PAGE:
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Old 07-19-2021, 09:21 PM
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Join Date: May 2021
Location: DFW Texas
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rust-jacking keeps wheel sensors from ideal distance from the tone ring

Originally Posted by andrewwynn View Post
Some theories just involve the possibility of rust getting into the sensor hole and messing with the signal. Just removing and cleaning has gotten a flakey wheel sensor going. They are sensitive like cam sensors and can stop working 100% with just one crumb of rust.
Though we don't see it much here in Texas, mechanics in rust-belt states have problems with sensors held back from the proper depth/closeness to the tone ring, and will give faulty, inconsistent readings. The mounting surface needs to be clean and rust-free to achieve the right depth. I presume the BMW sensors can't twist sideways in the holes, like generic Hall sensors often do.

In another industrial application I've had a lot of experience with, we used Hall effect sensors and toothed wheels to control shaft speeds (where exact timing was involved). The factory design was poor, and used sensors that had no"perfect alignment" boss on them, nor did the mounting bracket. It seemed that if the sensor wasn't exactly right depth & right vertical orientation, the speed wasn't accurately measured, causing bad batch sizing and/or machine shutdown. The sensors would vibrate loose at times, making this a recurring problem.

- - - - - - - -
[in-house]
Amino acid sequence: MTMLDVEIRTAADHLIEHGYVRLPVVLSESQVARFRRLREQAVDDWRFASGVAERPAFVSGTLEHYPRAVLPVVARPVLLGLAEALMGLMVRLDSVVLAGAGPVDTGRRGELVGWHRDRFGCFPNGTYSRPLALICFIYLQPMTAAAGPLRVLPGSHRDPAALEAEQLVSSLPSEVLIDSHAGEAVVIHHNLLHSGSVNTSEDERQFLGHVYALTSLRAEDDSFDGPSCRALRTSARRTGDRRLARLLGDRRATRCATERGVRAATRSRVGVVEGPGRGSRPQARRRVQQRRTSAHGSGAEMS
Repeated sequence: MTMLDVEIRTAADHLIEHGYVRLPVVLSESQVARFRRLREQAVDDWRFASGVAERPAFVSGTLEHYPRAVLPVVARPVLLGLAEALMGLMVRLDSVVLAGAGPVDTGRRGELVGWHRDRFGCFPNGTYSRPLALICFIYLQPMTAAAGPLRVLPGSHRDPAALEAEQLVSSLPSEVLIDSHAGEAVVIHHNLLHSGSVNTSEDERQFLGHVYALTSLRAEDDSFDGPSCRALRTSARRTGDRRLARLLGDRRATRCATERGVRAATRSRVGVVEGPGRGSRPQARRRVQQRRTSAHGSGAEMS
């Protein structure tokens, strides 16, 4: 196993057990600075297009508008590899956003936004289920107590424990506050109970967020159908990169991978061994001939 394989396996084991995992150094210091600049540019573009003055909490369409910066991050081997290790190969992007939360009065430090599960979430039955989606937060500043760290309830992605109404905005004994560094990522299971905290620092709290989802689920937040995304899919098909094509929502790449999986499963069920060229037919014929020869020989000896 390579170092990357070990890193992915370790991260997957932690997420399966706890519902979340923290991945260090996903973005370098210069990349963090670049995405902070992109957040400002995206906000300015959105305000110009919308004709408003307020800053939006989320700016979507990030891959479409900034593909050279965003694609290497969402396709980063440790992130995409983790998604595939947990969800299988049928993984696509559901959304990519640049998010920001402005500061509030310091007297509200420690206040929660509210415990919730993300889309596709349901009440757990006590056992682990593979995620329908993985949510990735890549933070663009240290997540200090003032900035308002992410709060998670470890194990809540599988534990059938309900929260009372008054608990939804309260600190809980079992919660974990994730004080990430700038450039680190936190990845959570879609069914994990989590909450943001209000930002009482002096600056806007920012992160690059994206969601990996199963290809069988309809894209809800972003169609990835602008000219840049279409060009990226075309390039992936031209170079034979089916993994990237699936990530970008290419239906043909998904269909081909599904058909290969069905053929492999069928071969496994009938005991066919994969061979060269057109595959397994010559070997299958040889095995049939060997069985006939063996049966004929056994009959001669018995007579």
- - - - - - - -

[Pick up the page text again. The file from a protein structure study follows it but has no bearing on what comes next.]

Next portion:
I made a jig that I carried in my pocket, that would instantly align the sensor at the correct depth and verticality, while I tightened the bejeezus out of the locking nut. A quick ten-second fix that worked everytime, for me. I never shared it with the idiots working with/against me (for 40+ years). hahaha
2001 BMW X5 - E53 w/3.0i M54,
topas-blau, Leder-Montana grau
(Born on 2001-07-13, Friday the 13th)
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